Airmail service (apparently) was not available or offered for return of foreign reply cards, as indicated by the German post office having marked off the adhesive stamp with blue crayon, crossed out the airmail etiquette and indicated no postal value for the adhesive. The 75c Luxembourg postal stationery imprint on the reply card correctly pays the 75c postal card rate in effect at that time between Luxembourg and Germany.

Type 3 ─ Luxembourg Franking Used Abroad & Foreign Franking Used in Luxembourg

Used within Germany

T-3 ─ Illegal Use in Germany: Attempted use of a five-centime 1882 Allegory postal card uprated with a 5-centime 1895 Adolphe definitive to pay postage from Rüttgen to Bad-Kreuznach, Germany, September 23, 1895. At that time, Rüttgen was part of the German Lorraine, on the German side of the border with Luxembourg. Today it is part of France and known by its French name, Roussy-le-Village.

The writer dated the card two days earlier at Frisange, a nearby village in Luxembourg. As the card was posted on the German side of the border, the German post office correctly marked off the Luxembourg stationery imprint and stamp with blue crayon, indicating their invalidity and postage due of 10 pfennig.


Used within France

T-3 ─ Illegal Use in France: Attempted use of a 35-centime Charlotte definitive to pay postage on a viewcard sent from Thionville to Roubaix, France, August 16, 1933. The Thionville post office marked off the stamp with blue crayon to indicate its invalidity, taxed the card, and applied a pair of French postage due stamps. As the card was refused by the addressee, it was sent to the dead letter office in nearby Lille.


Illegal use1898

T-3 -- Illegal use from Germany to Luxembourg in 1898:

Attempted use of a 10c G.D. Adolphe (1st issue) postal card from Oettingen in the then-German Lorraine, June 4, 1898, to Esch-sur-Alzette via Luxembourg-Gare the next day, taxed 20 centimes, [blue crayon] double the 10c UPU postcard rate.

T-3 ─ Illegal Use to the USA from France: The message discloses that the writer had stopped in Luxembourg on a drive from Wiesbaden, Germany, to Verdun, France. The picture postcard, which shows a night time view of the Adolphe Bridge in Luxembourg-Ville, is franked with a pair of Luxembourg six-franc 1977 Europa stamps, but it was posted from Verdun, France, October 12, 1977, to San Diego, California.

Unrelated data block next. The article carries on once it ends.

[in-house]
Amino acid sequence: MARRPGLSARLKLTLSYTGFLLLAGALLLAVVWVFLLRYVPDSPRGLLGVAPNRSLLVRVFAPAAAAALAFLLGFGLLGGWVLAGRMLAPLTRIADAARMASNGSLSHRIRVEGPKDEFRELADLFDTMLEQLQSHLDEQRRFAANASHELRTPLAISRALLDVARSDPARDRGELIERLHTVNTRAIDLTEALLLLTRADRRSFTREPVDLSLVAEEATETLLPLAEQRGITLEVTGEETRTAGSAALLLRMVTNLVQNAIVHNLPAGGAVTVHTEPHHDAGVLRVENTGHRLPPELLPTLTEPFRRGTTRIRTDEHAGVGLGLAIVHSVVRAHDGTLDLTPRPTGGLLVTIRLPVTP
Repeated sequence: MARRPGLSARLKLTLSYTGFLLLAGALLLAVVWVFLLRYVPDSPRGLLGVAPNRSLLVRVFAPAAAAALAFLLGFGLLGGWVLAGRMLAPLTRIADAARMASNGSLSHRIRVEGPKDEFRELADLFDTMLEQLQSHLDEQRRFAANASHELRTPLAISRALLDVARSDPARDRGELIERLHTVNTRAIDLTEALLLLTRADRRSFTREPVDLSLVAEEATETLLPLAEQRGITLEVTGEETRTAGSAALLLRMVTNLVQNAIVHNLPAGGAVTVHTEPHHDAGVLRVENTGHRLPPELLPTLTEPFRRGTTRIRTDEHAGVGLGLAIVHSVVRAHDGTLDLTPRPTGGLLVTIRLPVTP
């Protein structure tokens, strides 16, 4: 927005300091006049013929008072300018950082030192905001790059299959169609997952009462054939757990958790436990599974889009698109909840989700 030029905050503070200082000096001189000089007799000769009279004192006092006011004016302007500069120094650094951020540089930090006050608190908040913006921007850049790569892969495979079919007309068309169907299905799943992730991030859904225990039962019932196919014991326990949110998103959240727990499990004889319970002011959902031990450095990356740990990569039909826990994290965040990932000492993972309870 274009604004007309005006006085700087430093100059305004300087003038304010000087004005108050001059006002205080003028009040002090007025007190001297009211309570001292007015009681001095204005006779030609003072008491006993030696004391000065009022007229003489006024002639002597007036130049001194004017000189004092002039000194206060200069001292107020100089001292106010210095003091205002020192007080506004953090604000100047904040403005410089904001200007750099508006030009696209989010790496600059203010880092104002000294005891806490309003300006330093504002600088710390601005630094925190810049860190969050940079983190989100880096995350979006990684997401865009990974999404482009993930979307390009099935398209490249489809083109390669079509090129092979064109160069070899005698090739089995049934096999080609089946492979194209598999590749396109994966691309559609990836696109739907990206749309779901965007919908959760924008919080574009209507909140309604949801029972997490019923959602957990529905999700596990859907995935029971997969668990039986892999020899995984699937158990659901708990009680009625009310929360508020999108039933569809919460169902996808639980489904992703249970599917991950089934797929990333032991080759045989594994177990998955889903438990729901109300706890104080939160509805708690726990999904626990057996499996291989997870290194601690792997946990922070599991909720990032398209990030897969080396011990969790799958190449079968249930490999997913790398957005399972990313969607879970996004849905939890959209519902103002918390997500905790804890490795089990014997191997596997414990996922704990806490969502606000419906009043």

In accordance with 1974 UPU convention regulations for calculating postage due, the Luxembourg stamps were given no value (indicated by "= 0 in red) by the French post office. Postage due was calculated by multiplying the T 100/140 fraction by the US first-step foreign surface rate of 18 cents. This amount (12.86 US cents) was rounded up to 13 cents and a 20-cent handling charge was added, resulting in a postage due charge of 33 cents, as shown by the New York exchange office.

T-3 ─ Illegal Use to Great Britain from Germany: Attempted use of 3.50 francs of Luxembourg stamps to pay postage on a picture postcard from Volkingen, Germany, to Goldsithney-Penzance, England, August 25, 1967. The German post office marked off the stamps with blue crayon to indicate their invalidity. On arrival in England an auxiliary mark was applied reading “Stamp Not Valid - To Pay 10p,” payment of which is shown by three British postage due stamps. The writer notes that “As I write this, we are now traveling through Germany towards Saarbrücken.”

T-3 -- Illegal Use in Luxembourg of German postage to France: Attempted use of the 5 pfg. Germania definitive on a picture postcard posted at the 5c printed matter rate from Luxembourg Ville I, July 15, 1906, to Mersault, France, taxed and charged 10 centimes postage due in France (double the 5-centime deficiency).